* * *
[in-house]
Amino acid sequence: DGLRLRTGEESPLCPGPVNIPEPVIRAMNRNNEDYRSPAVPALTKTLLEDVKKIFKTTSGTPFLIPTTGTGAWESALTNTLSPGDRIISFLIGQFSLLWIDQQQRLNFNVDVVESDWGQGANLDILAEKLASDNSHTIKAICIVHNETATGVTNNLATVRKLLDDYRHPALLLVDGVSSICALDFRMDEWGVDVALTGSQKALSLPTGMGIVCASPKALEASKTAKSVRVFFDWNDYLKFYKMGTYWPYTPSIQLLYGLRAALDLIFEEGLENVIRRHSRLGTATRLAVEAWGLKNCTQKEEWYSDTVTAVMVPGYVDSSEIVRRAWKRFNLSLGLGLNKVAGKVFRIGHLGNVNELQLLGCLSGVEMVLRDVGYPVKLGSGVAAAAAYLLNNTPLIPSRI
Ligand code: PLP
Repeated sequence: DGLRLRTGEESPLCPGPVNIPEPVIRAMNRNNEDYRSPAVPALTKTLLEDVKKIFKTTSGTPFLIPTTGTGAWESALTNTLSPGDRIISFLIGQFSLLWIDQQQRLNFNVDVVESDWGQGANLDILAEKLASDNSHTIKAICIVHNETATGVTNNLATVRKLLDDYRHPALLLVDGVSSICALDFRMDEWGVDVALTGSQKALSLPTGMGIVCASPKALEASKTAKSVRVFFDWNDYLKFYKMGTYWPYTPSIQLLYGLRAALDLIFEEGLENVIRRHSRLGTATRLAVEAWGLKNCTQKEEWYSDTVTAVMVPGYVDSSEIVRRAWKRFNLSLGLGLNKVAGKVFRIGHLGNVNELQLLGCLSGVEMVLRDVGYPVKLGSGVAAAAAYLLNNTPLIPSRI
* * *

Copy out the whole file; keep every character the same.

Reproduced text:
[in-house]
Amino acid sequence: DGLRLRTGEESPLCPGPVNIPEPVIRAMNRNNEDYRSPAVPALTKTLLEDVKKIFKTTSGTPFLIPTTGTGAWESALTNTLSPGDRIISFLIGQFSLLWIDQQQRLNFNVDVVESDWGQGANLDILAEKLASDNSHTIKAICIVHNETATGVTNNLATVRKLLDDYRHPALLLVDGVSSICALDFRMDEWGVDVALTGSQKALSLPTGMGIVCASPKALEASKTAKSVRVFFDWNDYLKFYKMGTYWPYTPSIQLLYGLRAALDLIFEEGLENVIRRHSRLGTATRLAVEAWGLKNCTQKEEWYSDTVTAVMVPGYVDSSEIVRRAWKRFNLSLGLGLNKVAGKVFRIGHLGNVNELQLLGCLSGVEMVLRDVGYPVKLGSGVAAAAAYLLNNTPLIPSRI
Ligand code: PLP
Repeated sequence: DGLRLRTGEESPLCPGPVNIPEPVIRAMNRNNEDYRSPAVPALTKTLLEDVKKIFKTTSGTPFLIPTTGTGAWESALTNTLSPGDRIISFLIGQFSLLWIDQQQRLNFNVDVVESDWGQGANLDILAEKLASDNSHTIKAICIVHNETATGVTNNLATVRKLLDDYRHPALLLVDGVSSICALDFRMDEWGVDVALTGSQKALSLPTGMGIVCASPKALEASKTAKSVRVFFDWNDYLKFYKMGTYWPYTPSIQLLYGLRAALDLIFEEGLENVIRRHSRLGTATRLAVEAWGLKNCTQKEEWYSDTVTAVMVPGYVDSSEIVRRAWKRFNLSLGLGLNKVAGKVFRIGHLGNVNELQLLGCLSGVEMVLRDVGYPVKLGSGVAAAAAYLLNNTPLIPSRI